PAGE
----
Also noted in the Catalogue piece are a few tracks that appear on a tape of assorted mixes they'd received to review, including "Swamp" (supposedly reminiscent of Can, "whose mesmerising repetition is invoked [...] before a premature end disrupted by cut-up noise" - perhaps "Third Fig"?) and four mixes of "Making the Nature Scene" "each dub heavier, harder, sparser and with more noisy interference than the last". Their take on Robert Palmer's "Addicted to Love" is also on the tape, and Kim relates its origin story ("With that, I went into a band-booth, where you record your voice over a backing-track and leave with an acetate of the song. We liked it so much, I went to the company and bought the backing tape. There are 3 versions now, but we can't decide which is cheesiest.") Imagine all the material for a deluxe Whitey if dubs still exist...

Perhaps the most curious inclusion is a version of "European Son", a Velvet Underground song "which degenerates into a dramatic mess of sound FX massed over looped bass and rhythm". That's definitely not on The Whitey Album, but it was released on The End Of Music (As We Know It), a 1988 compilation cassette. Except it was credited solely to Thurston Moore (from Sonic Youth), and specifically states "Thurston Moore: All instruments". Huh! I assume it's the same version as the description of the "dramatic mess of sound FX" certainly applies, so perhaps it's something he cooked up on his own during the Ciccone sessions (or it was just included on the tape given to The Catalogue cuz it was something new and cool).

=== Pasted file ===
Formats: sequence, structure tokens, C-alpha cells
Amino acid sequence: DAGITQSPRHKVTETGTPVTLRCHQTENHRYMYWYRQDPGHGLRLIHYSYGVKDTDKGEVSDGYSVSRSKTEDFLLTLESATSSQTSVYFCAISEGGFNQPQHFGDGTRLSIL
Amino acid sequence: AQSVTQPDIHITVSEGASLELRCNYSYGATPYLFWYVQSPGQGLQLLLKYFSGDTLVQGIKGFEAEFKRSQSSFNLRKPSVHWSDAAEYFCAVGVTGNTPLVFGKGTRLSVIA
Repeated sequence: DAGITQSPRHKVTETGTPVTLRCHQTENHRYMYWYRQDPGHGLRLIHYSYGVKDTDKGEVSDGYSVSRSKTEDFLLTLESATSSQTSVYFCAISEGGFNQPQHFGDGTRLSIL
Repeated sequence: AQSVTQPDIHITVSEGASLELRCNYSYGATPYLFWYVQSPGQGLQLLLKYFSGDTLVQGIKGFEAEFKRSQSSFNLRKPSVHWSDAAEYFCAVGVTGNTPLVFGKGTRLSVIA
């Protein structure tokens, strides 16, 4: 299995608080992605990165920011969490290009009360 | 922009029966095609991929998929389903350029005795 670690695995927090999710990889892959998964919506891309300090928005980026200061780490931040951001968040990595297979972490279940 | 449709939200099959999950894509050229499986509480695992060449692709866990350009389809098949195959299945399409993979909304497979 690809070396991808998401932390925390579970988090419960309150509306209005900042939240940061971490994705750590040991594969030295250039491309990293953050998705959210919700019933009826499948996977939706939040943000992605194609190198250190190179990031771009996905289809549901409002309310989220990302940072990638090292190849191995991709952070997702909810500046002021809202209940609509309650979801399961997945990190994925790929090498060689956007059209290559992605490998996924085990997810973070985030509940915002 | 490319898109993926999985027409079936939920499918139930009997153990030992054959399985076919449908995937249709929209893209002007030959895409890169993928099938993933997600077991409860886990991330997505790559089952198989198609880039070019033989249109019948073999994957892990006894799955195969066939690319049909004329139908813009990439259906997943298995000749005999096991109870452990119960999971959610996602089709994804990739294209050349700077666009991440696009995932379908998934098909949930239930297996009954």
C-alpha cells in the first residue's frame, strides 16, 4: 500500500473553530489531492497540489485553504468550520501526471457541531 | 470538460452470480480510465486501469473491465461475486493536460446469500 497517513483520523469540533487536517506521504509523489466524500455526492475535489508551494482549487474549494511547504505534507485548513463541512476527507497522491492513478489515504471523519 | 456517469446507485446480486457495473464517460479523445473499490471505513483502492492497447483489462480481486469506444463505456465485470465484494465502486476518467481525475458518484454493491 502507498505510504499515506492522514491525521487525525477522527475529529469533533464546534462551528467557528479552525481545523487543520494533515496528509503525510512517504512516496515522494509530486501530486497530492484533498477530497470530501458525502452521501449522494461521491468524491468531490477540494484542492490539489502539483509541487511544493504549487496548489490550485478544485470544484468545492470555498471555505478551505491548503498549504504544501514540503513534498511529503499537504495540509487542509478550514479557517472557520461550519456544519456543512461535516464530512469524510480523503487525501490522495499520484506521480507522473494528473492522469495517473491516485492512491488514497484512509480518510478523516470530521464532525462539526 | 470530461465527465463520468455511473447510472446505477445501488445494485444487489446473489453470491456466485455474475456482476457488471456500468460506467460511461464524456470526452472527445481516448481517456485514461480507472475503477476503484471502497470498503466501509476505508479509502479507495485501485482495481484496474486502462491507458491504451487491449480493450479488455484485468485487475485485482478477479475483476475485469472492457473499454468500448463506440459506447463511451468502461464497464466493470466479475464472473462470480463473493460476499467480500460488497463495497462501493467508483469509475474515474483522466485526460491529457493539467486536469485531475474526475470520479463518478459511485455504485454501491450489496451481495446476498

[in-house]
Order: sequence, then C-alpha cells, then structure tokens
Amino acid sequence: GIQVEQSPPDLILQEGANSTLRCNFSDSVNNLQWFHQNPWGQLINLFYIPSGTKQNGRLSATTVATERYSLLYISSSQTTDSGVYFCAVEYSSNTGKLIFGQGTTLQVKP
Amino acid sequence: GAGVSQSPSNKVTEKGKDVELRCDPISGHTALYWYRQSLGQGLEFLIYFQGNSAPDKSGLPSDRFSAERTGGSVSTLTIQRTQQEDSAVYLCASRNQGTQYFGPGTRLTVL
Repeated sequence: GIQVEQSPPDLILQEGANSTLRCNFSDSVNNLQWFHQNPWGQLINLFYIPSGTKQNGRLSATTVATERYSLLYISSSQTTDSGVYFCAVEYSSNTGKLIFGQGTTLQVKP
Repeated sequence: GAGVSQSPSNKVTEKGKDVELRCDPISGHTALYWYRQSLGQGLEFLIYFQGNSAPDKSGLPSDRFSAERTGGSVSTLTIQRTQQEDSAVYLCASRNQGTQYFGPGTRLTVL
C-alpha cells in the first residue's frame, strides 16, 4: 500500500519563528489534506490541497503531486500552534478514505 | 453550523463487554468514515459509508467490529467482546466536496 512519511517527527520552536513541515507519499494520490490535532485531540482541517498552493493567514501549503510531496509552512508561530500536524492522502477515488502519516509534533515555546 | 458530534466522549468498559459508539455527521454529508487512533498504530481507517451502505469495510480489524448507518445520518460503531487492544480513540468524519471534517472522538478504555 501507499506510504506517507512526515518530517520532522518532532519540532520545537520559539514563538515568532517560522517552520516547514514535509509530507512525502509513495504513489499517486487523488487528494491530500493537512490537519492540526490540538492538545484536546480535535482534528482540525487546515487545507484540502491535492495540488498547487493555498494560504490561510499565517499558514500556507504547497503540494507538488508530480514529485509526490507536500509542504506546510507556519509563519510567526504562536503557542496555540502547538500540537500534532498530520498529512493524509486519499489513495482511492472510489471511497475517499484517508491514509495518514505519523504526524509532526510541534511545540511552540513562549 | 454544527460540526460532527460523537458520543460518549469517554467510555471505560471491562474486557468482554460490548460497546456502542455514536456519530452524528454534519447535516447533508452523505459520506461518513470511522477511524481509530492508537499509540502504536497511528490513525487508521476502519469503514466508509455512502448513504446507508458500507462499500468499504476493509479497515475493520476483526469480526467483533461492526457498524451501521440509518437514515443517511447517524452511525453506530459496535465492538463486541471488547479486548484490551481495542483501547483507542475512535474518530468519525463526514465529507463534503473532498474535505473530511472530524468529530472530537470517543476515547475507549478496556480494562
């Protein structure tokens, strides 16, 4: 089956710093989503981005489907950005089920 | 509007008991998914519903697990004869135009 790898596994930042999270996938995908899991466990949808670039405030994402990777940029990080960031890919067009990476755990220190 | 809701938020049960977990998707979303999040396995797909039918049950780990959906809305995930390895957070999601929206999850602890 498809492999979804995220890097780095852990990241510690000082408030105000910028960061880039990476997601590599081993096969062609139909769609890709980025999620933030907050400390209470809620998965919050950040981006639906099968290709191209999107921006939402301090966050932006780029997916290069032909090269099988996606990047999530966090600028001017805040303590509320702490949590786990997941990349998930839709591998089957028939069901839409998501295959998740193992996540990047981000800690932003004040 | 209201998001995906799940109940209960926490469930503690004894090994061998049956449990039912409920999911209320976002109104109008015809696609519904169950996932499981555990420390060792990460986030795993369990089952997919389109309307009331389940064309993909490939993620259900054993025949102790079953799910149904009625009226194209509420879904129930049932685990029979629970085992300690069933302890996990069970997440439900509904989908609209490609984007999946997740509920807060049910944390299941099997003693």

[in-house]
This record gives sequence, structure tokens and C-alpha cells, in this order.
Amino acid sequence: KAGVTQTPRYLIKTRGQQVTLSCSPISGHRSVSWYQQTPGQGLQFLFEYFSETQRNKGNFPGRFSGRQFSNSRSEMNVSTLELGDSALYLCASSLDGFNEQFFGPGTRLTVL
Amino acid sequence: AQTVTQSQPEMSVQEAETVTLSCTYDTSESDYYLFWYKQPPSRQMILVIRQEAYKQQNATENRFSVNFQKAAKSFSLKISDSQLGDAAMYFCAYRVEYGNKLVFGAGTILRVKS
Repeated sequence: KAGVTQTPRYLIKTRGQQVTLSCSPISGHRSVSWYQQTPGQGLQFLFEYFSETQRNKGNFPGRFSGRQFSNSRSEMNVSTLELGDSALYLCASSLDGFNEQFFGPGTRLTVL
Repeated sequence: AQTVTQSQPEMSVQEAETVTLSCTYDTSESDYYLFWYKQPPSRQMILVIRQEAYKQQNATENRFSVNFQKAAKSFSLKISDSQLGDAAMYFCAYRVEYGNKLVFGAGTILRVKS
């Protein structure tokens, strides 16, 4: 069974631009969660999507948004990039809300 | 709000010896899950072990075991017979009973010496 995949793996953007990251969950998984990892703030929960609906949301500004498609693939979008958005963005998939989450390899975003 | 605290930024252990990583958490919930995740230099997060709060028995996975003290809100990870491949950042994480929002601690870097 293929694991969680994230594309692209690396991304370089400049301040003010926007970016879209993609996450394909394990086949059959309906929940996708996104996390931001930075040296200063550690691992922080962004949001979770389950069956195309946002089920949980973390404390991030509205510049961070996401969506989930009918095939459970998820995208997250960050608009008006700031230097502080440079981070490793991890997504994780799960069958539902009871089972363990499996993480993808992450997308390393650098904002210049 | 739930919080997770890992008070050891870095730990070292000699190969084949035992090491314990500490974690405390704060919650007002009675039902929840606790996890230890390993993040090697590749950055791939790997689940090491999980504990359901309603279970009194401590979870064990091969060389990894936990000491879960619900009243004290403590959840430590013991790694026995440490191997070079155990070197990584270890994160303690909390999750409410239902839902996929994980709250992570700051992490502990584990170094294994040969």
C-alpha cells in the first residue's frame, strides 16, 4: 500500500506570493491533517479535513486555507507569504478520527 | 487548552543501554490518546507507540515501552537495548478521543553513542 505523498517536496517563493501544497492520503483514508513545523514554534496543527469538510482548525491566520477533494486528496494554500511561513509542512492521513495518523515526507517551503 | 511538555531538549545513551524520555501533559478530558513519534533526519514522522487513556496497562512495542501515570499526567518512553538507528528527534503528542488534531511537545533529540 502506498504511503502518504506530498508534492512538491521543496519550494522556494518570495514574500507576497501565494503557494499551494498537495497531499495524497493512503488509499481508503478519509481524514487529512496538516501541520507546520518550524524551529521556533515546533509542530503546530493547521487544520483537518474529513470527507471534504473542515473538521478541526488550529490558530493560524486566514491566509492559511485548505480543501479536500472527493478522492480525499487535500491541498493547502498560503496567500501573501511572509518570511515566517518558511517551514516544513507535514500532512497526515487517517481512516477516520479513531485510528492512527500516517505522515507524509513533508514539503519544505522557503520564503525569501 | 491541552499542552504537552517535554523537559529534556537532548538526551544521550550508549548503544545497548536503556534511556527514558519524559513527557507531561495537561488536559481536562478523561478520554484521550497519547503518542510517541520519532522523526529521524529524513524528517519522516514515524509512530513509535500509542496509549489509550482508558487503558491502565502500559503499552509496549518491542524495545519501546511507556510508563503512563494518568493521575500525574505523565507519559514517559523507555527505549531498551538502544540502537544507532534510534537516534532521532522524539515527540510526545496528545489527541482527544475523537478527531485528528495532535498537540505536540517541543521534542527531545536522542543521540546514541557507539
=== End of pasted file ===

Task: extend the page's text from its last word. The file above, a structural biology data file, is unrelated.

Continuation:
As you probably know, The Whitey Album didn't come out in March 1988. Indeed, it didn't come out in 1988 at all - the band debuted a set of brand new material in June and was already in the studio capturing those tunes by summer, with the results dropping as Daydream Nation later in the year. It was decided that a goofy side project, however serious the efforts had been, might take a back seat to the proper Sonic Youth double album. Flash forward to September 1988, and although Sonic Youth have an album coming out the following month, it's Ciccone Youth who get the interview in NME, and a weird one it is. This oddball piece finds Jack Barron interacting with the four members of Ciccone Youth via TV screen, using the alter egos they'd later print in the liners of The Whitey Album. Lee is "The Sigh", Kim is "Fly-Fly Away" (no hyphen in the liners), and Steve is "SS Beats Control" (just "Beat" in the liners). Thurston's previously established "Royal Tuff Titty" identity gets a specific title: "King Poopy D The Royal Tuff Titty". It's an extremely entertaining read, though I'm not entirely sure whether it's a creative writing exercise masquerading as a review, or a goofy interview with some embellishment. Perhaps a bit of both?